Detecting skin cancer

February 1, 2008

Early detection of melanoma in older groups, particularly men, has the potential to markedly reduce the death rate of melanoma.

Key Points

Dr. Warshaw and colleagues note that previous research has shown that the main determinant of melanoma prognosis is tumor thickness.

Prior studies also have shown that men older than 50 years present with the greatest proportion of thick tumors, and mortality is greatest in men older than 65 years of age.

The study

This analysis in which Dr. Warshaw and colleagues examined the signs and symptoms of malignant melanoma, basal cell carcinoma (BCC), squamous cell carcinoma (SCC) and seborrheic keratosis was part of a larger study on teledermatology funded by a VA Health Services Research grant, involving 3,039 skin neoplasms in 2,152 patients at the Minneapolis VA Medical Center from December 2002 to August 2005.

Patients were recruited from two main populations.

The first group included patients referred for dermatologic evaluation of a skin neoplasm by a nondermatology healthcare provider (consult).

The second group included patients seen in the general dermatology clinic who requested or required a biopsy or removal of a skin lesion.

The average age of the study participants was 72 years. Because patients were recruited from a VA medical center population, they were almost exclusively male.

At presentation and prior to any procedures, participants were asked about signs and symptoms of specific skin lesions, including itching, bleeding, change in size, tenderness, burning, no symptoms and/or other symptoms. Patients could report more than one sign or symptom.

Of the 3,039 enrolled lesions, 1,700 were biopsied. In all, 748 participants with 912 histopathologically confirmed lesions were included in the substudy: malignant melanoma (39), BCC (411), SCC (238) and seborrheic keratosis (224). Pearson chi-square analyses were used to test associations of lesion type and specific signs/symptoms in pairwise comparisons.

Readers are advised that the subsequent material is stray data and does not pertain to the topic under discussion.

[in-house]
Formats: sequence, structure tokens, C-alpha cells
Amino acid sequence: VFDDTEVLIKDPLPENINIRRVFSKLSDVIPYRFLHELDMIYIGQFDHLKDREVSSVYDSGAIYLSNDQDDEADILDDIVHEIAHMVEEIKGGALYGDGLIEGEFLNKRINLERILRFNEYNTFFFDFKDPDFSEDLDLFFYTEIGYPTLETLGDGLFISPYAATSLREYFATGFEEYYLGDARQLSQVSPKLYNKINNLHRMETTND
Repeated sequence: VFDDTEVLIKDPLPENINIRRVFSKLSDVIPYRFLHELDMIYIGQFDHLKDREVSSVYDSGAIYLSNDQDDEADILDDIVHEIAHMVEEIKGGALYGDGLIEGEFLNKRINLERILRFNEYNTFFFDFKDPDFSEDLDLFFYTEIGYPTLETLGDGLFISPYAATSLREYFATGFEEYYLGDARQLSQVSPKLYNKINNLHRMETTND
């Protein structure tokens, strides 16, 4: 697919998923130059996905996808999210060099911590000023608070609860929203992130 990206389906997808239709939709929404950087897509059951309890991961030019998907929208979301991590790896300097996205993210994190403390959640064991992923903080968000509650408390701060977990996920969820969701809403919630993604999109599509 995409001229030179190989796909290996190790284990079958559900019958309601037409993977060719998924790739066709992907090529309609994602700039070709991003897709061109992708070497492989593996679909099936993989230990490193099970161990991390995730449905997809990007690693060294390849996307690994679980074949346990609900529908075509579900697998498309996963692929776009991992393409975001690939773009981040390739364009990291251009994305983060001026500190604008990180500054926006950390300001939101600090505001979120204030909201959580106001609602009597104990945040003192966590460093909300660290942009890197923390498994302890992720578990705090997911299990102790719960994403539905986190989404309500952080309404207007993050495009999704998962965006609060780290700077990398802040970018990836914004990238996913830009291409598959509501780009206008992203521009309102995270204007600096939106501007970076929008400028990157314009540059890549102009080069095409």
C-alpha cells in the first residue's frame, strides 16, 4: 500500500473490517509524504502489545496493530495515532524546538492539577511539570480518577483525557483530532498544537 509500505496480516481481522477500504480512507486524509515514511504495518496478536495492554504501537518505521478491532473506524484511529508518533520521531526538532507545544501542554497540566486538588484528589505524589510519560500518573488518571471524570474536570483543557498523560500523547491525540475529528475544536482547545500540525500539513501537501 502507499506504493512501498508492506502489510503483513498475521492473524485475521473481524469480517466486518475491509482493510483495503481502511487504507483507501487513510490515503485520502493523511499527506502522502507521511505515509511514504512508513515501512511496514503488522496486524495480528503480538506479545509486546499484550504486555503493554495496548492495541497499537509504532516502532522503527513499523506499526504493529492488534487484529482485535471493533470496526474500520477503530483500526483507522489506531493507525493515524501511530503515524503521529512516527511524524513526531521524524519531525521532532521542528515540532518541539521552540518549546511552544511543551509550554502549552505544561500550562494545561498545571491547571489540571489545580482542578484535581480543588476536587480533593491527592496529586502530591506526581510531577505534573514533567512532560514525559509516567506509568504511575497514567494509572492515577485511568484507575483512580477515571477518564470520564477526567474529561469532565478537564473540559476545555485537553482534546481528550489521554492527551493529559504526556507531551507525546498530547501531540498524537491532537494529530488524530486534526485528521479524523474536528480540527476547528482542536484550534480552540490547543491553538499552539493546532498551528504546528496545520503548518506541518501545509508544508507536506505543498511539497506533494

"First, in 82 percent of the malignant melanoma cases, patients reported no symptoms as compared with basal cell carcinoma, squamous cell carcinoma or seborrheic keratosis.

"Second, itching was reported statistically less often by patients with malignant melanoma compared with basal cell carcinoma, squamous cell carcinoma and seborrheic keratosis," Dr. Warshaw says.

Thirdly, tenderness was more commonly reported with SCC (40 percent) compared with malignant melanoma, seborrheic keratosis or BCC.

Bleeding was more commonly reported with BCC (37 percent) compared with seborrheic keratosis, squamous cell carcinoma, or malignant melanoma, she says.

Only 12.8 percent of the patients in this study reported a change in size. However, the study did not specifically ask about change in color, ulceration or change in elevation.

"Similarly, we found lower rates of all signs and symptoms in our patients with melanoma, including itching (51 percent), tenderness (2.6 percent) and bleeding (0 percent). All of the malignant melanoma lesions in this study were in men.

Several limitations were noted for the study, including the small sample size for melanoma (n=39), the fact that no nodular melanomas were in the study cohort, and the study population characteristics were relatively homogenous, which limits generalizability.